Maximilian Stobbe has obtained a master’s degree in English studies at the Freie Universität Berlin as well as a master’s degree in media and communications at Goldsmiths College, University of London. He has received a scholarship from the German National Academic Foundation and worked as a student editor for the Shakespeare Jahrbuch. His research interests range from (digital) serial narration, postmodernity, and popular culture over intertextuality and adaptation studies to social media practices and affect theory. His media studies thesis investigated the affectivity of the immensely successful ‘reaction video’ genre on YouTube, principally focusing on reactions to prominent TV series like Game of Thrones. His present research focuses on the ways in which current strategies of serialized adaptation on digital platforms like Netflix prompt specific modes of (affective) audience engagement online.
"Strategies of ‘Reactivity’: Netflix’s Model of Digital Serial Adaptation and its Affective Implications in Lemony Snicket’s A Series of Unfortunate Events" (Dissertationsprojekt)
Dissertation in Kultur
First supervisor: Prof. Frank Kelleter
Second supervisor: Prof. Sabine Schülting
Third supervisor: Prof. Lisa Blackman
This project, at its core, argues that several emergent characteristics of digital serial adaptation – with a special emphasis on those found in Netflix’s approach to adaptation – provide a medial framework that affords specific modes of audience interaction online, characterized by observably recurring affective practices and regimes. These forms of affective exchange predominantly revolve around what I call ‘reactivity’: Unlike the psychopathological concept of “emotional reactivity”, my use of ‘reactivity’ describes online routines of formulating, circulating, and collectively coordinating one’s past and present affective responses to concrete fictional elements, usually coinciding with performances of immediacy and high intensity. In other words: My project makes a media ecological argument that seeks to explore and highlight how the production of serialized adaptations increasingly generates, as well as actively courts, processes of immediate “networked affect” (Paasonen et al., 2015) among great numbers of audience members. As a result, the ongoing reception of other, personally unfamiliar recipients’ affective responses to the serial text – which warrants distinction from the already thoroughly theorized interpretative collectives prompted by serial narratives (e.g. Hayward, 1997) and the digitally enabled narrative “feedback loops” between audiences and a still running series (Kelleter, 2017) – has arguably become more thoroughly entangled with the reception of the text itself than in predigital manifestations of (adapted) serialized fiction. Research at the nexus of affect theory, media studies, and seriality studies has yet to grapple in depth with the transformative implications this has for both the reading process and for conceptualizations of seriality. For “connected” viewers who are thoroughly enmeshed in a “multiscreen ecosystem”, as Holt and Sanson put it (2014), experiencing the serial text and experiencing the experience of fellow viewers have become largely co-constitutive. To a certain degree, these claims apply to numerous forms of seriality in our present moment of the digital era, but as my case study exemplifies, the prominence of this phenomenon is at times amplified by the specific mode of (digital) adaptation, as well as by the various “knowing” and “unknowing” audiences that the very process of adaptation conjoins (Hutcheon and O’Flynn, 2013).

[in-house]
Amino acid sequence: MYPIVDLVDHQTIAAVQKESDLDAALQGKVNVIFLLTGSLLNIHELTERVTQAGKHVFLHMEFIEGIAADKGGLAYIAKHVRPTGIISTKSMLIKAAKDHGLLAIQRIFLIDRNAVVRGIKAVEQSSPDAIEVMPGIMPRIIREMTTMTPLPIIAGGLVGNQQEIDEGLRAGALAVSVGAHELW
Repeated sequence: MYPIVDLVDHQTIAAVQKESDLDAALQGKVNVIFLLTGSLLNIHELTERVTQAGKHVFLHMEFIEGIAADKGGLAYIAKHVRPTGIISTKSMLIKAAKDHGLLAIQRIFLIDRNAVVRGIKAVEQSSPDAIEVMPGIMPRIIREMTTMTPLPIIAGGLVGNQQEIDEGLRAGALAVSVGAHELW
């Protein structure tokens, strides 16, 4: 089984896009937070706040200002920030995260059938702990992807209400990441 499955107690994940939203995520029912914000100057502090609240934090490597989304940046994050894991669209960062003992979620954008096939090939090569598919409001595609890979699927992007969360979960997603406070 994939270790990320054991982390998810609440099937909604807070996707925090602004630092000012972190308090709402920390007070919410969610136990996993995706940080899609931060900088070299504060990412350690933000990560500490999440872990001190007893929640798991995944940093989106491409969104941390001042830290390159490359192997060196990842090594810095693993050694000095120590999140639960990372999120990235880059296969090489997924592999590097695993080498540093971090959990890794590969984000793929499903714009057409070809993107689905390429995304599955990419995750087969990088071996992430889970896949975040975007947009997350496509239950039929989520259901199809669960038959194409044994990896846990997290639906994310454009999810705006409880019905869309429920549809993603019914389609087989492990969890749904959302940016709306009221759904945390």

Netflix’s recent approach (2017-19) to adapting Lemony Snicket’s A Series of Unfortunate Events book series (1999-2006) functions as a particularly useful exemplar to showcase and think through these observations. Published roughly during the course of “the so-called digital revolution” and hence significantly informed by the creative promises of medial “convergence” (Jenkins, 2008) and “metamediality” (Starre, 2015) – all the while paying homage to much older media and genres of narrative seriality – the original Unfortunate Events books already displayed an enormous interest in functionalizing “transmedial” storytelling (Jenkins, 2008) as a tool to foster audience participation and affective collectivity. The series’ incarnation on Netflix, in turn, elicits many of its surrounding affective practices online through its gestures towards a “remediation” (Bolter and Grusin, 1999), rather than a mere adaptation, of ‘the books’ with all their metamedial and transmedial exuberance; yet it furthermore employs intricate strategies of stitching together new and in-built audiences, of assimilating the characteristics of the source material into the specificity of the Netflix platform, and of inserting itself into Netflix-adjacent digital networks to similar ends. Most noticeable among the thus prompted affective regimes of reactivity are online practices of reactualization, collectivization, and realignment – each of which will be explained and scrutinized thoroughly.